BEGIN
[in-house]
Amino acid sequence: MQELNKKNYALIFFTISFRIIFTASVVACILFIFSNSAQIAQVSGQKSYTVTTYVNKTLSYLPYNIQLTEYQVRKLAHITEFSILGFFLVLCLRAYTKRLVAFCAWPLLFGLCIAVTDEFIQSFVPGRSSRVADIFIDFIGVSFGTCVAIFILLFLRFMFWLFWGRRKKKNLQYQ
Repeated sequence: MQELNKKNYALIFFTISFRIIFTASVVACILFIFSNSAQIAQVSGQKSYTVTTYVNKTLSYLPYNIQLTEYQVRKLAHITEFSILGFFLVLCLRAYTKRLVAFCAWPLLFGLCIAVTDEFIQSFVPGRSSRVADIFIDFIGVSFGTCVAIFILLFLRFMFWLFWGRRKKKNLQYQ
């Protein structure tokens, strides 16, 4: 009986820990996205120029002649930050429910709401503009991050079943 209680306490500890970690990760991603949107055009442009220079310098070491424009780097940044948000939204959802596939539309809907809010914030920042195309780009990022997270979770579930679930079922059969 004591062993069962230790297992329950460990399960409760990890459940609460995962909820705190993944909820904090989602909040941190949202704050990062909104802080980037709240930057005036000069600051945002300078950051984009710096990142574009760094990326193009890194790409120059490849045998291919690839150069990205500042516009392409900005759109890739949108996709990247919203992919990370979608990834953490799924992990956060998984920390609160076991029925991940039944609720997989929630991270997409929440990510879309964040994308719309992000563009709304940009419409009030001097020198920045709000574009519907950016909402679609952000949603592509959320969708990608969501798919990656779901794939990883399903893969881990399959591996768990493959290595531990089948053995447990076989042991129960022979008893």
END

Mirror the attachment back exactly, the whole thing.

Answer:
[in-house]
Amino acid sequence: MQELNKKNYALIFFTISFRIIFTASVVACILFIFSNSAQIAQVSGQKSYTVTTYVNKTLSYLPYNIQLTEYQVRKLAHITEFSILGFFLVLCLRAYTKRLVAFCAWPLLFGLCIAVTDEFIQSFVPGRSSRVADIFIDFIGVSFGTCVAIFILLFLRFMFWLFWGRRKKKNLQYQ
Repeated sequence: MQELNKKNYALIFFTISFRIIFTASVVACILFIFSNSAQIAQVSGQKSYTVTTYVNKTLSYLPYNIQLTEYQVRKLAHITEFSILGFFLVLCLRAYTKRLVAFCAWPLLFGLCIAVTDEFIQSFVPGRSSRVADIFIDFIGVSFGTCVAIFILLFLRFMFWLFWGRRKKKNLQYQ
């Protein structure tokens, strides 16, 4: 009986820990996205120029002649930050429910709401503009991050079943 209680306490500890970690990760991603949107055009442009220079310098070491424009780097940044948000939204959802596939539309809907809010914030920042195309780009990022997270979770579930679930079922059969 004591062993069962230790297992329950460990399960409760990890459940609460995962909820705190993944909820904090989602909040941190949202704050990062909104802080980037709240930057005036000069600051945002300078950051984009710096990142574009760094990326193009890194790409120059490849045998291919690839150069990205500042516009392409900005759109890739949108996709990247919203992919990370979608990834953490799924992990956060998984920390609160076991029925991940039944609720997989929630991270997409929440990510879309964040994308719309992000563009709304940009419409009030001097020198920045709000574009519907950016909402679609952000949603592509959320969708990608969501798919990656779901794939990883399903893969881990399959591996768990493959290595531990089948053995447990076989042991129960022979008893």